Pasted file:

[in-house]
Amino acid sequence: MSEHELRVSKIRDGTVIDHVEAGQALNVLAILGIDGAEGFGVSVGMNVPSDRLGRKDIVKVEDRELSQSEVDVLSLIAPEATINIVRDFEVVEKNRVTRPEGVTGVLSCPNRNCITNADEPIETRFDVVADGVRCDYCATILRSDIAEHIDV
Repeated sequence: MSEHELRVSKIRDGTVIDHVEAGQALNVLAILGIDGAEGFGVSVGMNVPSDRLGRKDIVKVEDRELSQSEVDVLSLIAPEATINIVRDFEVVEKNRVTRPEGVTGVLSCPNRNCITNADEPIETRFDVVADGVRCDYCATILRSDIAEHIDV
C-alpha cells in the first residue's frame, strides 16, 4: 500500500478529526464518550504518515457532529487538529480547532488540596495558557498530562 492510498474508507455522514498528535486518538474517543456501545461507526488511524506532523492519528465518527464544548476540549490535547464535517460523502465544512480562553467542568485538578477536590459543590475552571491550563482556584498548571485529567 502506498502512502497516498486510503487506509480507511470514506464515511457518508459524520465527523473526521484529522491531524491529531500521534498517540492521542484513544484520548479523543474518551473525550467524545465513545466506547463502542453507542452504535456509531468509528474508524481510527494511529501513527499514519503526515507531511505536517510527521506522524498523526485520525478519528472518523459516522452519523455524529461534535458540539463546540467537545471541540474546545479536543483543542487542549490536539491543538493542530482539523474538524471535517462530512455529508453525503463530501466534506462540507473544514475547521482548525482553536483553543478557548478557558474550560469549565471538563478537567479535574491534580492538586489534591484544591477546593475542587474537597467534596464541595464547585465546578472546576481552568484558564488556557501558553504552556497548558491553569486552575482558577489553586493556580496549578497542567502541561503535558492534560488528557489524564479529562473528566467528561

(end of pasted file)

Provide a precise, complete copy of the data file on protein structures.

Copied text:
[in-house]
Amino acid sequence: MSEHELRVSKIRDGTVIDHVEAGQALNVLAILGIDGAEGFGVSVGMNVPSDRLGRKDIVKVEDRELSQSEVDVLSLIAPEATINIVRDFEVVEKNRVTRPEGVTGVLSCPNRNCITNADEPIETRFDVVADGVRCDYCATILRSDIAEHIDV
Repeated sequence: MSEHELRVSKIRDGTVIDHVEAGQALNVLAILGIDGAEGFGVSVGMNVPSDRLGRKDIVKVEDRELSQSEVDVLSLIAPEATINIVRDFEVVEKNRVTRPEGVTGVLSCPNRNCITNADEPIETRFDVVADGVRCDYCATILRSDIAEHIDV
C-alpha cells in the first residue's frame, strides 16, 4: 500500500478529526464518550504518515457532529487538529480547532488540596495558557498530562 492510498474508507455522514498528535486518538474517543456501545461507526488511524506532523492519528465518527464544548476540549490535547464535517460523502465544512480562553467542568485538578477536590459543590475552571491550563482556584498548571485529567 502506498502512502497516498486510503487506509480507511470514506464515511457518508459524520465527523473526521484529522491531524491529531500521534498517540492521542484513544484520548479523543474518551473525550467524545465513545466506547463502542453507542452504535456509531468509528474508524481510527494511529501513527499514519503526515507531511505536517510527521506522524498523526485520525478519528472518523459516522452519523455524529461534535458540539463546540467537545471541540474546545479536543483543542487542549490536539491543538493542530482539523474538524471535517462530512455529508453525503463530501466534506462540507473544514475547521482548525482553536483553543478557548478557558474550560469549565471538563478537567479535574491534580492538586489534591484544591477546593475542587474537597467534596464541595464547585465546578472546576481552568484558564488556557501558553504552556497548558491553569486552575482558577489553586493556580496549578497542567502541561503535558492534560488528557489524564479529562473528566467528561